The other highlights of Lyon are up on Fouviere Hill. Reached by a funicular (same ticket as the metro) – or a steep walk up streets or stairs – at the top is a hulking, ornate wedding cake of a church, the Basilique Notre-Dame de Fourvière which was built, like the Sacré-Coeur in Paris, in the aftermath of the 1871 Commune to emphasize the defeat of the godless socialists. And like the Sacré-Coeur, its hilltop position has become a defining element in the city’s skyline. The interior has marble statues, stained glass and gold and turquoise mosaic wall panels. The crypt has some nice stonework and an ornate turquoise mosaic ceiling in the apse.

Halfway down the hill is Musée Gallo-Romain. Alongside the museum, dug into the hillside, are the substantial remains of two ruined theatres – the larger of which was built by Augustus in 15 BC and extended in the second century by Hadrian to seat 10,000 spectators. The theaters are free to enter and you can walk all around and in them (except for the section with the staging, as in every Roman theater in Europe these days, the centers are filled with staging for performances during the summer).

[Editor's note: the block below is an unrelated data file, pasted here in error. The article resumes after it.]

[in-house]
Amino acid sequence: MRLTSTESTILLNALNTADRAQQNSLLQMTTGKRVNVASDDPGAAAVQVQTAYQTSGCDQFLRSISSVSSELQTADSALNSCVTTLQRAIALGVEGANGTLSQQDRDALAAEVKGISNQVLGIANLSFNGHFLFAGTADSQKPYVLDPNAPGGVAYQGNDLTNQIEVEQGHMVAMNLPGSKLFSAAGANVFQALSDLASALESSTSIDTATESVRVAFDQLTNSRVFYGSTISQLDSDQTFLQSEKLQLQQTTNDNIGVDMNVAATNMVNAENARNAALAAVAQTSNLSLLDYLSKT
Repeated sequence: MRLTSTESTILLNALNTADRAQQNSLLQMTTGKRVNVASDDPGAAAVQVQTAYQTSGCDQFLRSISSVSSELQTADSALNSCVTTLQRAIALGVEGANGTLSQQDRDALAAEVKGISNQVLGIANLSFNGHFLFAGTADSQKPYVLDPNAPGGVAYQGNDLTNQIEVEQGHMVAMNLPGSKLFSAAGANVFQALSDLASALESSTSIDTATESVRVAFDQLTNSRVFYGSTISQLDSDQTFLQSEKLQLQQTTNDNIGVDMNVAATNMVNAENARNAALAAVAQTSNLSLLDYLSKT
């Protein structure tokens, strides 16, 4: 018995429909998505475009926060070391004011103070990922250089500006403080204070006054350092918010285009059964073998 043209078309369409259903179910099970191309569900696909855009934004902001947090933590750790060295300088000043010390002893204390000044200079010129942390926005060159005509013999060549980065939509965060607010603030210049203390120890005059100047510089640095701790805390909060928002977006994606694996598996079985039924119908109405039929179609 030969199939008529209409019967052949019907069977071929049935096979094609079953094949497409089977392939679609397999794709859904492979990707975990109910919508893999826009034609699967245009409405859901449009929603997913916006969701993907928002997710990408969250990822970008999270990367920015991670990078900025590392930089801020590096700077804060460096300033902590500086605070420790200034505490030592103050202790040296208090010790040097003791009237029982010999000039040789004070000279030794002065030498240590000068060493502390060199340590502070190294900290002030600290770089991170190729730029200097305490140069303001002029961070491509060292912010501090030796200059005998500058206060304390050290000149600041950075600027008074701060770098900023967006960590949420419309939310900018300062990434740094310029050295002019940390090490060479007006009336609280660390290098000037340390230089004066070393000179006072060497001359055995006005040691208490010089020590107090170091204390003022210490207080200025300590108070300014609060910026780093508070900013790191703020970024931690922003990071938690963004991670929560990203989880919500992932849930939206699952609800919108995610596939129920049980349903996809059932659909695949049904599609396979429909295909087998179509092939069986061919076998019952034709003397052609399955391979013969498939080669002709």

The only museum I did was The Musee Conflulences, one of the best anthropology museums I’ve seen. It’s not huge, the permanent exhibit is on the top floor and consists of five large rooms: The Origin of the Species and our world (big bang theory and evolution), Species (who are we and what is our place in the world?, definition of human identity and the link between humanity and animality (some wonderful taxidermy animals); Societies (how we organize, exchange and create everything); and Eternities (visions of the beyond and how humans view/treat the passing between two worlds (death). A wonderful look at most aspects of physical and cultural anthropology. Everything in English as well as French. Knowing I had limited time and not knowing how big it was I did move relatively fast – I read all the main plaques but not the many smaller ones. It took me a bit over an hour but I could see if you really wanted to read everything it could take 2 or 3. I spent very little time on the lower floor in the temporary exhibits (Himalayan festivals, Japanese, Headdresses of the world, and insects.) But between the building itself (ultra modern, built in 2014, looks like a space ship) and the permanent exhibit it was certainly worth the €9.